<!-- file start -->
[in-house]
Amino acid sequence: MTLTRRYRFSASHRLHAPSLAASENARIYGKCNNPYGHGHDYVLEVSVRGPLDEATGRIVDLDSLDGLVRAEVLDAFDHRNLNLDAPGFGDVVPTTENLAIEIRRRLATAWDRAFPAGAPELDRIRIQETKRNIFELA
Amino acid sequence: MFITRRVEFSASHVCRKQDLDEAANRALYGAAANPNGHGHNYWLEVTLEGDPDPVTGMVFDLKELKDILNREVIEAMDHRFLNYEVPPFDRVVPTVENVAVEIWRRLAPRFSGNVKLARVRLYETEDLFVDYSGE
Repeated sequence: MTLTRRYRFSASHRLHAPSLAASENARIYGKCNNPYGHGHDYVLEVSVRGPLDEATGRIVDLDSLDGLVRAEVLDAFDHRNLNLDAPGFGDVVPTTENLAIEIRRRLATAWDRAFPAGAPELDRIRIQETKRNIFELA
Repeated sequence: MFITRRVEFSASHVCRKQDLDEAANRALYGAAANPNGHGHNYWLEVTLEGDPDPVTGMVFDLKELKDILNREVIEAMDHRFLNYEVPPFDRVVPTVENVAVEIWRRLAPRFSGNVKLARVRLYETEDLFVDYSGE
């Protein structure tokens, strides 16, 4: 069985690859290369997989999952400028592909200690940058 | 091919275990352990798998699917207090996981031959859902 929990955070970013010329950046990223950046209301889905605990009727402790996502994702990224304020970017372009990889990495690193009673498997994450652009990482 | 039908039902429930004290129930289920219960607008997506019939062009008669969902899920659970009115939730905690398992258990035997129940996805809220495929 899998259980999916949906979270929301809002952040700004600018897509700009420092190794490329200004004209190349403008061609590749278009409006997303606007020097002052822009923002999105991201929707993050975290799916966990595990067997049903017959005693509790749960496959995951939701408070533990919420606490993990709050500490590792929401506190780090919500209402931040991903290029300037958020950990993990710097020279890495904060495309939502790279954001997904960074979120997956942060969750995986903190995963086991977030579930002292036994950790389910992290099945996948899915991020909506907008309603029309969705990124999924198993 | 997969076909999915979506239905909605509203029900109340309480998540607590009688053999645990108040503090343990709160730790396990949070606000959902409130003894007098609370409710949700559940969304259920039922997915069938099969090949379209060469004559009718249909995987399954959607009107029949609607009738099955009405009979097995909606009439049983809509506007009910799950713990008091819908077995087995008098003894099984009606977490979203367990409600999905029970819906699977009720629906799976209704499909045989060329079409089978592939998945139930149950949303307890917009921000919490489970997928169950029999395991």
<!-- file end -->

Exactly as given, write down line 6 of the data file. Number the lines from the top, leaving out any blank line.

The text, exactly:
């Protein structure tokens, strides 16, 4: 069985690859290369997989999952400028592909200690940058 | 091919275990352990798998699917207090996981031959859902 929990955070970013010329950046990223950046209301889905605990009727402790996502994702990224304020970017372009990889990495690193009673498997994450652009990482 | 039908039902429930004290129930289920219960607008997506019939062009008669969902899920659970009115939730905690398992258990035997129940996805809220495929 899998259980999916949906979270929301809002952040700004600018897509700009420092190794490329200004004209190349403008061609590749278009409006997303606007020097002052822009923002999105991201929707993050975290799916966990595990067997049903017959005693509790749960496959995951939701408070533990919420606490993990709050500490590792929401506190780090919500209402931040991903290029300037958020950990993990710097020279890495904060495309939502790279954001997904960074979120997956942060969750995986903190995963086991977030579930002292036994950790389910992290099945996948899915991020909506907008309603029309969705990124999924198993 | 997969076909999915979506239905909605509203029900109340309480998540607590009688053999645990108040503090343990709160730790396990949070606000959902409130003894007098609370409710949700559940969304259920039922997915069938099969090949379209060469004559009718249909995987399954959607009107029949609607009738099955009405009979097995909606009439049983809509506007009910799950713990008091819908077995087995008098003894099984009606977490979203367990409600999905029970819906699977009720629906799976209704499909045989060329079409089978592939998945139930149950949303307890917009921000919490489970997928169950029999395991």